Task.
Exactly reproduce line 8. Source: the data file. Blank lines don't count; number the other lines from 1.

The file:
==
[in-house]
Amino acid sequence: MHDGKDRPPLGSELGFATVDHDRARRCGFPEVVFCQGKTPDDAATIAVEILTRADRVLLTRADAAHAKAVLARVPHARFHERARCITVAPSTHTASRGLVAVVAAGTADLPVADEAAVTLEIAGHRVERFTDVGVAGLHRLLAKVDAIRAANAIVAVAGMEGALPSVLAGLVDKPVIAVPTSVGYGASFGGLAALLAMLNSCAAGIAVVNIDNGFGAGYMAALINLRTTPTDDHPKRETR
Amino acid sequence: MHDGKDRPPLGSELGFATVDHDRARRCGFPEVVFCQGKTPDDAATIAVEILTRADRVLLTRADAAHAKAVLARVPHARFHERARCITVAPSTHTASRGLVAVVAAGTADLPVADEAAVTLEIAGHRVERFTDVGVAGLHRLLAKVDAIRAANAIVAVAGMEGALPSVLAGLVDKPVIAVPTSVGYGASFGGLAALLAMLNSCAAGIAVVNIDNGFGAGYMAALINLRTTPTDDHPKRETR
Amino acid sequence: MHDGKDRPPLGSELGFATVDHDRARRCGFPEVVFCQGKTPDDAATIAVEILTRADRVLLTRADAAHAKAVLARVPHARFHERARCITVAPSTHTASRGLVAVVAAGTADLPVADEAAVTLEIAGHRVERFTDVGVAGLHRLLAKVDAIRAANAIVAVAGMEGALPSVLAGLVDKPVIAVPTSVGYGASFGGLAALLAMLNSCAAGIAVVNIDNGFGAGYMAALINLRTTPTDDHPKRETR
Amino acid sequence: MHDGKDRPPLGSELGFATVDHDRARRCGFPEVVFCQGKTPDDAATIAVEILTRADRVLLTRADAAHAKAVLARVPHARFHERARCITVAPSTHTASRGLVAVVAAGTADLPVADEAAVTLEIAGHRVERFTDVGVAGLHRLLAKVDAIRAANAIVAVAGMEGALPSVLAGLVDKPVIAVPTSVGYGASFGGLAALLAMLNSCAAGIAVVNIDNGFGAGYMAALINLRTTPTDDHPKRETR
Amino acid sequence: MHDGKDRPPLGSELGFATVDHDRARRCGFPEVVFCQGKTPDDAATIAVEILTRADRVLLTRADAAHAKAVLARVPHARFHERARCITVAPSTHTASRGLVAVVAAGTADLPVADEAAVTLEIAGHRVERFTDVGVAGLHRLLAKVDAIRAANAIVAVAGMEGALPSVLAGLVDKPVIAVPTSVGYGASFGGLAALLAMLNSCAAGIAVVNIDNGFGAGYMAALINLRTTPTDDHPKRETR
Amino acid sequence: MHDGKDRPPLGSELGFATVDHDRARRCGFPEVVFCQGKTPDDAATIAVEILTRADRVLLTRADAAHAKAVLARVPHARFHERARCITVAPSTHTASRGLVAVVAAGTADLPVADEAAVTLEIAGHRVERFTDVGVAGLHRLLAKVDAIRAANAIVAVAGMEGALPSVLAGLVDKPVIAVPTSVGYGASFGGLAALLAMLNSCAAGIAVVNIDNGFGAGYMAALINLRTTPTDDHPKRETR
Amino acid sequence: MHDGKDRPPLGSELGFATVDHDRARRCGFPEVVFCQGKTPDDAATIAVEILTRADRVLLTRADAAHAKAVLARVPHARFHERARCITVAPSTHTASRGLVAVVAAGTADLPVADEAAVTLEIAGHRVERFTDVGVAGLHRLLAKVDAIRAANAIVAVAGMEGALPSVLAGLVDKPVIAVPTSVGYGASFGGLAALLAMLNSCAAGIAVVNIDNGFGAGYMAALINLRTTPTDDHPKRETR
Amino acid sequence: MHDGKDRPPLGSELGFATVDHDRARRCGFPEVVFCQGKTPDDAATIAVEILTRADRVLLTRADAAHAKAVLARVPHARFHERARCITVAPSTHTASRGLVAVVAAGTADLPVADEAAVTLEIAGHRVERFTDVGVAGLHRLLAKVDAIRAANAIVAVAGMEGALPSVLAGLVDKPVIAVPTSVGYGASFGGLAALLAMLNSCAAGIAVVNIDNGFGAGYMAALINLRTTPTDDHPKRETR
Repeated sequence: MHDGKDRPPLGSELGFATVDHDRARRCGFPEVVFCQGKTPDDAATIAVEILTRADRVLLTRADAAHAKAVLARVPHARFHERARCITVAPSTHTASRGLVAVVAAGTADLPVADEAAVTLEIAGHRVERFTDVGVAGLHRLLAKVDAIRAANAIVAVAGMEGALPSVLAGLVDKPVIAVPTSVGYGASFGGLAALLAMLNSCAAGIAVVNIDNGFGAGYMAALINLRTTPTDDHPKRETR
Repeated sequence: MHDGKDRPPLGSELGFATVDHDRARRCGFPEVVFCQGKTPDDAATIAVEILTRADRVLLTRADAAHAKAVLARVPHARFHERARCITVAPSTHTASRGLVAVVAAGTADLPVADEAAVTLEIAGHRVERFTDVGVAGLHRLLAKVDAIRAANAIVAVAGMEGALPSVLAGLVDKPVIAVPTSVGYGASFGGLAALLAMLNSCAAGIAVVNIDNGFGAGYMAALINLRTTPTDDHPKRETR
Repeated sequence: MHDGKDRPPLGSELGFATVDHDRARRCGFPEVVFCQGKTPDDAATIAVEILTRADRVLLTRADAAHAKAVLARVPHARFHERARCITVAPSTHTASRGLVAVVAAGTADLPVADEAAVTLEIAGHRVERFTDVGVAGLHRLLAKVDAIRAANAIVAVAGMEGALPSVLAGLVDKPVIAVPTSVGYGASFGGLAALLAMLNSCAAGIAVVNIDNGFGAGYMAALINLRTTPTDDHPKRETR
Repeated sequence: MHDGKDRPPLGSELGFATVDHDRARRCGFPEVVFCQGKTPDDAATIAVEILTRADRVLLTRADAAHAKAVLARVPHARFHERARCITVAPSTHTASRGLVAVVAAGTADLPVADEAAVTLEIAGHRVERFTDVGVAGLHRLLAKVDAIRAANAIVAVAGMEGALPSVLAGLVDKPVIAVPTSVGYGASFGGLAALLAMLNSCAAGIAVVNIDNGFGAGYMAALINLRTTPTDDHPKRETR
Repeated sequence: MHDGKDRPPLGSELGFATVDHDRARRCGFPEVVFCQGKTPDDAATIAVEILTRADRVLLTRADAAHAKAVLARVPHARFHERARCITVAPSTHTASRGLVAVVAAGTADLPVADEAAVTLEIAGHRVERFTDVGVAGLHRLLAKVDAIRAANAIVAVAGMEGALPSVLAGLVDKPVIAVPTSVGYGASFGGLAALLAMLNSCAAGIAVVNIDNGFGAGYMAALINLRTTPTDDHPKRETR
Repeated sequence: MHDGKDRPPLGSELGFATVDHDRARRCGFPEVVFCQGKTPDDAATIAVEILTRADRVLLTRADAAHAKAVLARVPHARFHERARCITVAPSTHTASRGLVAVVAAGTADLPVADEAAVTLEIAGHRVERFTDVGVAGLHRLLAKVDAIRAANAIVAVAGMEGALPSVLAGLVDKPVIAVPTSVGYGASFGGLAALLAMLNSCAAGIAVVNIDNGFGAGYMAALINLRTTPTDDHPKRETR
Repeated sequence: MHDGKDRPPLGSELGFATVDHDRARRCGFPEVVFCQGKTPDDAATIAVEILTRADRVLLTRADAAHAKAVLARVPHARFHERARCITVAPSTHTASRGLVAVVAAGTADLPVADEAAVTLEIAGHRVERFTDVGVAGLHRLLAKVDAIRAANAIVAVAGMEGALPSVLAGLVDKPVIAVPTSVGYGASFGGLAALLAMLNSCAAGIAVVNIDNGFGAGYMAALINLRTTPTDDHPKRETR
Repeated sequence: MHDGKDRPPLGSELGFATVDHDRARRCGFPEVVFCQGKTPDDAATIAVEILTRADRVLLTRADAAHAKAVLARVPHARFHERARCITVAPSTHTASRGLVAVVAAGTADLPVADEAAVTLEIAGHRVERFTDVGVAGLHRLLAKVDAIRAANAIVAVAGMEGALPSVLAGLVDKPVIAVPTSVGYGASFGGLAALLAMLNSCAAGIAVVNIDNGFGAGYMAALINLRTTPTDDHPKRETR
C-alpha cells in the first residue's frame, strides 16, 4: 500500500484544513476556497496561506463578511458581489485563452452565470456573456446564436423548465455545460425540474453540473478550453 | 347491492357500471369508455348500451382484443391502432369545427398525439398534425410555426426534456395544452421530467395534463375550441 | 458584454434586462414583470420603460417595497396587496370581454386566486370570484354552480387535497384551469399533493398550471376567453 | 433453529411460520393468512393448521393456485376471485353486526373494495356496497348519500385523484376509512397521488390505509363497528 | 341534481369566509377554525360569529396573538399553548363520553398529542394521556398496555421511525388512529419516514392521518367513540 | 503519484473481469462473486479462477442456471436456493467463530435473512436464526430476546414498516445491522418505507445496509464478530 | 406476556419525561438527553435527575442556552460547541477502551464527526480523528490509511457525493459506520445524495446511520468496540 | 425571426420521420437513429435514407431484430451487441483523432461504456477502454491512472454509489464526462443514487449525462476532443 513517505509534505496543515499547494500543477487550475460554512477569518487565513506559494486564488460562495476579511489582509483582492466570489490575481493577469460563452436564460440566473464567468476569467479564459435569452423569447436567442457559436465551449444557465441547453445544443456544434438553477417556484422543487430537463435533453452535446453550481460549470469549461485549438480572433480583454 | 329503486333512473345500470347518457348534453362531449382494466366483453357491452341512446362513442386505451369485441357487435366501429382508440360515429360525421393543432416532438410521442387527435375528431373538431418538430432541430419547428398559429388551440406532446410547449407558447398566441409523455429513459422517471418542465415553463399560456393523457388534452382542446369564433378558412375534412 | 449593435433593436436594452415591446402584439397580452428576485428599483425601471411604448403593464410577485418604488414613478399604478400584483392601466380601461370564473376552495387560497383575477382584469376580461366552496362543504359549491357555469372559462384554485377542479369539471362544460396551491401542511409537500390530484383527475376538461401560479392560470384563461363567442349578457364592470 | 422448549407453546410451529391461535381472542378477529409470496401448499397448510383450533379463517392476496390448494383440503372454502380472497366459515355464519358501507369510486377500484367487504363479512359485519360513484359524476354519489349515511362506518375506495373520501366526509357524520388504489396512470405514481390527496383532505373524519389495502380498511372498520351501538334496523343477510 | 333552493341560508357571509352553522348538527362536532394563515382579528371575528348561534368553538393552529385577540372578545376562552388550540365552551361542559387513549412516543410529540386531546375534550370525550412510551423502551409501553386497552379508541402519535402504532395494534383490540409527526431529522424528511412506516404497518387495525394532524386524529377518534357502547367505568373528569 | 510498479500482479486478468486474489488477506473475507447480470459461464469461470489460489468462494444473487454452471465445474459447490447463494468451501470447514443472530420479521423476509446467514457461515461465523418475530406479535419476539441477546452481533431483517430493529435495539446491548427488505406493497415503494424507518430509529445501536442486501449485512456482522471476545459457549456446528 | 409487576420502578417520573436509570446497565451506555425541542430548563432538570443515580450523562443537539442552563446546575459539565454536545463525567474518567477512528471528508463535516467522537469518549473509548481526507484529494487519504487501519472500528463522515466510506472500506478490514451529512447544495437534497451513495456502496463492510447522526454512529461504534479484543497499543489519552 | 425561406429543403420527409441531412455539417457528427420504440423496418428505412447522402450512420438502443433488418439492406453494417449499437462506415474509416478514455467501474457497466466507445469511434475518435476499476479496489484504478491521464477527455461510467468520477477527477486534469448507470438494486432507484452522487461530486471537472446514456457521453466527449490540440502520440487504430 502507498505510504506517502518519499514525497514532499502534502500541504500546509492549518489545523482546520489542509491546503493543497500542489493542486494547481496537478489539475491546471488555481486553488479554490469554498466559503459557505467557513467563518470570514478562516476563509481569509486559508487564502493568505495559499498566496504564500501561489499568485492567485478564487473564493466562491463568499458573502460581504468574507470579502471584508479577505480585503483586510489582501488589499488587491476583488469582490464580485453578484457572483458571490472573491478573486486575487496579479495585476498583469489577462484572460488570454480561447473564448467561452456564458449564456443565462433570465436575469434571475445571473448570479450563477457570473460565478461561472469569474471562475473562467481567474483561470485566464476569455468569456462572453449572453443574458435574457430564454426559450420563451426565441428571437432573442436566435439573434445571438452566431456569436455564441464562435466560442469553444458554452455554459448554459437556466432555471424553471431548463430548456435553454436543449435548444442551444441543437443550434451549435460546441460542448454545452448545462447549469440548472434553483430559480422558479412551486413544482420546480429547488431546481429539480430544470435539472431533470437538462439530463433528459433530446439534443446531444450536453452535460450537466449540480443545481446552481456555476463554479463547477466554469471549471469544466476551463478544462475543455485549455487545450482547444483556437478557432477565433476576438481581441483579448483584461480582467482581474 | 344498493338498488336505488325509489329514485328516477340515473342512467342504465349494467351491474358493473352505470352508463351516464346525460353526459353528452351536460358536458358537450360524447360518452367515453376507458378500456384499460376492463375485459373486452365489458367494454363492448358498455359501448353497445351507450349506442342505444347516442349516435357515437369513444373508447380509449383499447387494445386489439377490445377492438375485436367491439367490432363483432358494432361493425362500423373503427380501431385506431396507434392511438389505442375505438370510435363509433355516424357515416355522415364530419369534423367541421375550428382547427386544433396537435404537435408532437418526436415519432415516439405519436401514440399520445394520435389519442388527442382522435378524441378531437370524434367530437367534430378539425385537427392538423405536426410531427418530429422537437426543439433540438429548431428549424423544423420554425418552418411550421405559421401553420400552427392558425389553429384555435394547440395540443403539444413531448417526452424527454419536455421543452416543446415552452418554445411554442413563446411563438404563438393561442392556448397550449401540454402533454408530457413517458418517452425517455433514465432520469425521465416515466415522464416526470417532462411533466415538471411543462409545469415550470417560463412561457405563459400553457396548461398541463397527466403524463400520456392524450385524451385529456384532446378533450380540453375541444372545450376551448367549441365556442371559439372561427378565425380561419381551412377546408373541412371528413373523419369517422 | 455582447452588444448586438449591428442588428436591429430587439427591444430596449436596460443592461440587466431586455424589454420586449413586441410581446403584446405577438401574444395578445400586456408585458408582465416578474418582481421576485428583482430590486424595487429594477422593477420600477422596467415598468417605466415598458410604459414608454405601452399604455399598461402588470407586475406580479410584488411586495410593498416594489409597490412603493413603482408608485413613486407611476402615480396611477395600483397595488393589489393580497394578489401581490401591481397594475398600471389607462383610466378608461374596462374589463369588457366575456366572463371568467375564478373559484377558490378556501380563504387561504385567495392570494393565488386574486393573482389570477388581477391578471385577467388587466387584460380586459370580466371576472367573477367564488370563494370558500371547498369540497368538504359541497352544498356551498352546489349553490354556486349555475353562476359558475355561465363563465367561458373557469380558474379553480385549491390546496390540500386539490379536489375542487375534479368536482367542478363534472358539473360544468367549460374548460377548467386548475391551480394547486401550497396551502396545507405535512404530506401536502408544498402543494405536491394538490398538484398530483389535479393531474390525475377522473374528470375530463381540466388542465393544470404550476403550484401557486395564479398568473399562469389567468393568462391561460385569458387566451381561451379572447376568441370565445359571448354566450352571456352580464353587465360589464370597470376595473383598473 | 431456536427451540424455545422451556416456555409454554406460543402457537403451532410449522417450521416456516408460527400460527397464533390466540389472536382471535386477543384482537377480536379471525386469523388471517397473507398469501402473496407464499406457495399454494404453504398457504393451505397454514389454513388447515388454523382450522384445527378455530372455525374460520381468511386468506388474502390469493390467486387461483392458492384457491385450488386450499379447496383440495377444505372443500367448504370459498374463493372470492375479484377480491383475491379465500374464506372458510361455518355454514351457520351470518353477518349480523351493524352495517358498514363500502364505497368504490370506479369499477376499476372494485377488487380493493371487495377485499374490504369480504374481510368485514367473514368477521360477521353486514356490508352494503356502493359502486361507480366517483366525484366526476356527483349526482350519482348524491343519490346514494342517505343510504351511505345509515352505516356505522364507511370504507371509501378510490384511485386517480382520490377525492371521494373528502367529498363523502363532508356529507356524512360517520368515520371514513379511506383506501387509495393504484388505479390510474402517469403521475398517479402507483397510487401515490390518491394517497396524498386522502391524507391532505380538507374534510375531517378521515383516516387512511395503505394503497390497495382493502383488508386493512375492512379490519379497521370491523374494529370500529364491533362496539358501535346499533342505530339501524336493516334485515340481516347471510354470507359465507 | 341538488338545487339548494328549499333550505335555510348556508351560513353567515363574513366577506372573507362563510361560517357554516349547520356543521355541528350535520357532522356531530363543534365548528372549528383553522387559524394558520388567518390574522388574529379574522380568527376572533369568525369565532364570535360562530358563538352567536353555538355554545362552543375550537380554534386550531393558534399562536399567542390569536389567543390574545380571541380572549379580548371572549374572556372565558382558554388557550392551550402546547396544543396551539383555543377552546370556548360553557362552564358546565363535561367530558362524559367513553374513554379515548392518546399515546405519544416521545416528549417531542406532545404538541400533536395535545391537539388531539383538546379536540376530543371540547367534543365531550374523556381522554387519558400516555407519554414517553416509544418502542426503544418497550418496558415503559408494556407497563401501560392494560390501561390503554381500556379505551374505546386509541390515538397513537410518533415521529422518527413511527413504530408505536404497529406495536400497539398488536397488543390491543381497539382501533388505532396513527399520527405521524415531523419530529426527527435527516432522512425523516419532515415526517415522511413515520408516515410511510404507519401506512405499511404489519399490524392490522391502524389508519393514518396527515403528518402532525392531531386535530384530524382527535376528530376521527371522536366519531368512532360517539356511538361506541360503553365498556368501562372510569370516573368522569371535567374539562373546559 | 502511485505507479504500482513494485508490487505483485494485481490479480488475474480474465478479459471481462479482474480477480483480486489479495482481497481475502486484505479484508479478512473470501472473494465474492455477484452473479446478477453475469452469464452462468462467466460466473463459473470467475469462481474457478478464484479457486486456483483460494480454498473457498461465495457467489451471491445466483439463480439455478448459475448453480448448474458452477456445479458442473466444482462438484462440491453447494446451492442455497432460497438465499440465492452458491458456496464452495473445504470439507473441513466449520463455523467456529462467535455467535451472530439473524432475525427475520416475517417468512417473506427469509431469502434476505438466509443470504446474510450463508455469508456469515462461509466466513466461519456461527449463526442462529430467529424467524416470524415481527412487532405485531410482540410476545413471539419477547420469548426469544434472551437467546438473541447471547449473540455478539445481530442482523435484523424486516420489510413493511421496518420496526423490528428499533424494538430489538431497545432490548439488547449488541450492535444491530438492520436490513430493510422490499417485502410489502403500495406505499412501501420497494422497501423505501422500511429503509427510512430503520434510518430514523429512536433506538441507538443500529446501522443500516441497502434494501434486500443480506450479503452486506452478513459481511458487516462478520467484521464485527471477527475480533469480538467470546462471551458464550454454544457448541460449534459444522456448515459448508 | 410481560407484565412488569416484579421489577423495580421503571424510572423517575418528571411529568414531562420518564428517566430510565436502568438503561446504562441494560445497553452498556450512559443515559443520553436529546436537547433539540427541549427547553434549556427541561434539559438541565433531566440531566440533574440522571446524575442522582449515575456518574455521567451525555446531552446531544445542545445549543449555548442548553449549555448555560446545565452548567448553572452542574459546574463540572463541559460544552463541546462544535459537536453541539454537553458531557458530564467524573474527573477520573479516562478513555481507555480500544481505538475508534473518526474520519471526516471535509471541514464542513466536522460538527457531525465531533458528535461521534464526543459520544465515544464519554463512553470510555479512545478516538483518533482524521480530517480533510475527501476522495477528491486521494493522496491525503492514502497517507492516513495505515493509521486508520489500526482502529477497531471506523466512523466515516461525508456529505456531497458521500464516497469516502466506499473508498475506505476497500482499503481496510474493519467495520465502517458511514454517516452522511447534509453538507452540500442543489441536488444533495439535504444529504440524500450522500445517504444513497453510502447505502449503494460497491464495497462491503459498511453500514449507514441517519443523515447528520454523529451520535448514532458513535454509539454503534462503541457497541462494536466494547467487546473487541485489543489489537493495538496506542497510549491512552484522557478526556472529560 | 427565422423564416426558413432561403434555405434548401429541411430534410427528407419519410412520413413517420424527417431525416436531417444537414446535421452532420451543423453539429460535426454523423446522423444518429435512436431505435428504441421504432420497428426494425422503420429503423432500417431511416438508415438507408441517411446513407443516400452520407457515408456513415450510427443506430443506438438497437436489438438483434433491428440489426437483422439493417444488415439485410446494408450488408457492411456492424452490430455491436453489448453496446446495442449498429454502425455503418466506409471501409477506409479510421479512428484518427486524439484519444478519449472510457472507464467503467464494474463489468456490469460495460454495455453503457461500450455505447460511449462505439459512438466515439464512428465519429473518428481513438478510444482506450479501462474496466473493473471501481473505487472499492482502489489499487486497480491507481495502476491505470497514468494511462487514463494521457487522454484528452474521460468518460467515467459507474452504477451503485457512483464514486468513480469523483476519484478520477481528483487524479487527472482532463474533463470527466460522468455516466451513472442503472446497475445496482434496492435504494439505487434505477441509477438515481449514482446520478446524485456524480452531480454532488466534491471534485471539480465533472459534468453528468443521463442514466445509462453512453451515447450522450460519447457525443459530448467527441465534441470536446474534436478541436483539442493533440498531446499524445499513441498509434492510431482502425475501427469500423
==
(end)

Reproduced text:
Amino acid sequence: MHDGKDRPPLGSELGFATVDHDRARRCGFPEVVFCQGKTPDDAATIAVEILTRADRVLLTRADAAHAKAVLARVPHARFHERARCITVAPSTHTASRGLVAVVAAGTADLPVADEAAVTLEIAGHRVERFTDVGVAGLHRLLAKVDAIRAANAIVAVAGMEGALPSVLAGLVDKPVIAVPTSVGYGASFGGLAALLAMLNSCAAGIAVVNIDNGFGAGYMAALINLRTTPTDDHPKRETR